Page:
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A Home Business

People are always curious when they hear about our family business, a venture began in 1991 in our home. They want to know how we started, where we got our recipes, and are we really sick of cookies by now (never!) When they hear we are doing this while raising 5 children, the eyebrows go up like an elevator on speed. But telling folks that we are doing this while raising 5 children and home-schooling, well; the curiosity meter hits the stratosphere.

Home BusinessIt truly isn’t any hint of greatness in us that has caused this to happen. We are ordinary people doing ordinary things…we just do them in an extraordinary way! Lots of folks have it in them to do just what we are doing. I know a home-schooling family with 6 kids and a home business. You can visit them at www.northwestgifts.com.

I also know another family with 12 kids (all home-schooled) that you can also visit on the web at www.herndonchocolate.com. These families are simply doing what folks have been doing since the dawn of time: caring for, teaching, and providing for their loved ones using the home as their primary base of operations.

So what do you need in order to start your own home-based business? First you need a vision. Even before you have a product in mind you need to identify what it is that gets you stoked whenever you think of it. Sometimes a product suggests itself, such as musical instruments if your passion is providing everyone who wants to make music with a quality instrument. Other times, your passion is to encourage the elderly or make the world safer. So the product could be greeting cards or soup, bumper stickers or deadbolts. Whatever you choose, the secret behind ventures that succeed is that you do it with passion and excellence. Be willing to make adjustments, but stick to your vision.

Here are some tips on how to survive and thrive while pursuing a family business venture: Remember to keep your sense of humor. When Mom and Dad take things too seriously, it doesn’t feel “fun” anymore and major tension in the home can make everyone unhappy. Transfer your passion to the kids through loving what you do.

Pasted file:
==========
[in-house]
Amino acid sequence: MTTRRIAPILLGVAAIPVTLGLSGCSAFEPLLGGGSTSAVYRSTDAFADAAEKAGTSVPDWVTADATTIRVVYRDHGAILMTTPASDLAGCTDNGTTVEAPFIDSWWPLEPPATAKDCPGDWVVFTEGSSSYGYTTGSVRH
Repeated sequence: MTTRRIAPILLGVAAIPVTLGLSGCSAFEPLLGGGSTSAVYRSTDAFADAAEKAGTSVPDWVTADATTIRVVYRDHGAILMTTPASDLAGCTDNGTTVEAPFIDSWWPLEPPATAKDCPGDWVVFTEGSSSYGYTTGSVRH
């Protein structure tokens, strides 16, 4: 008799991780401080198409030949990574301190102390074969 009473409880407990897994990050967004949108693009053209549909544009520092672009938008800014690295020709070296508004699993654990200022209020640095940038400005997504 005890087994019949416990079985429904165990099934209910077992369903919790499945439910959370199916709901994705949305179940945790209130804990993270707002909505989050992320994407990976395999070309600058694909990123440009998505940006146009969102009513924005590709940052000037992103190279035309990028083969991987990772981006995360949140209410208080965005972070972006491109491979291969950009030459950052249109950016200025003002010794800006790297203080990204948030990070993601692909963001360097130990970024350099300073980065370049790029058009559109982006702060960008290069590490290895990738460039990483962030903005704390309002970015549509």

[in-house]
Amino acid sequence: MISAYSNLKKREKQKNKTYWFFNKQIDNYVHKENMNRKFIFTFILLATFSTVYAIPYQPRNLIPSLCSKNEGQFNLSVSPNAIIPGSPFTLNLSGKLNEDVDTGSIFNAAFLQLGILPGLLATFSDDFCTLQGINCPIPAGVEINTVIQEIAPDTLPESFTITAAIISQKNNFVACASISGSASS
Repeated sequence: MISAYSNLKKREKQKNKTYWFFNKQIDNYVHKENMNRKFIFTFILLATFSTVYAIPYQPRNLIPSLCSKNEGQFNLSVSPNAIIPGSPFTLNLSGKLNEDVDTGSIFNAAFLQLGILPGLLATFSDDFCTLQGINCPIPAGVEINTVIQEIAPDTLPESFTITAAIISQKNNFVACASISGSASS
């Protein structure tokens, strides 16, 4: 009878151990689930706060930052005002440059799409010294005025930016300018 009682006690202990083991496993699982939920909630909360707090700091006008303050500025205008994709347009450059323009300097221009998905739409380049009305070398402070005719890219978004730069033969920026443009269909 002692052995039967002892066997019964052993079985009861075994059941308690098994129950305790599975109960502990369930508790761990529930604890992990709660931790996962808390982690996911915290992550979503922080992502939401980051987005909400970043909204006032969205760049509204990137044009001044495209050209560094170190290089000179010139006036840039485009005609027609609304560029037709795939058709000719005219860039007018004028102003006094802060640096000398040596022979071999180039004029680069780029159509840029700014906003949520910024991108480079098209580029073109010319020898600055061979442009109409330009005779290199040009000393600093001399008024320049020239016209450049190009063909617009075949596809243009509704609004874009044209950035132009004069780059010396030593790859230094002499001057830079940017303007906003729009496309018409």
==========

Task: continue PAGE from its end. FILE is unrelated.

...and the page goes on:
Keep downtime in mind. Sometimes we are still talking business and strategizing on into the evening hours. When this results in our daughter, Brooke, who is also our bookkeeper, having to work on financial stuff at 10:00 p.m., or our son Michael being called in to fix something on the website when he’s watching a movie with the kids, well, it can be a little much. We are working on guarding our family’s time a bit more carefully.


Home Based BusinessDon’t be afraid to be labeled a “fanatic.” This is simply the lazy man’s word for excellence. Other successful folks understand the need to have systems that EVERYONE is required to follow. NO EXCEPTIONS! Sounds fanatical, but in truth, that is the only way to get the same results every time. I admit that while this is easy for me in the bakery (I am our Bakery Manager), I have a harder time seeing it when it comes to other aspects of our business that I am not as involved in. This leads me to the final, but probably most important tip.


Communication will make or break you. Poor communication results in confusion, misunderstandings and hurt feelings. Now, if you are working together as husband and wife as we do, you compound this exponentially. We are constantly working through things we each did or didn’t do that caused a problem for the other. You may think it sounds childish, but if you have ever had a problem with a co-worker you know that at the end of the day it is a RELIEF to go home and put that person out of your mind. This is a luxury you do not have if you are MARRIED to your troublesome co-worker! We have been married 26 years-27 in August- and let me encourage you: getting married is easy, staying married takes WORK! So stay at it! Don’t give up!

Having a family business is a tool. It is a tool for teaching your young ones life skills, financial skills and relationship skills. Our children have all had good success on the job wherever they have been because they learned at an early age that hard work, honesty and excellence are essential to succeed at any undertaking, not just a home business. Watching and participating in our family business has taught them what to do and sometimes what NOT to do as they make their own way in the world.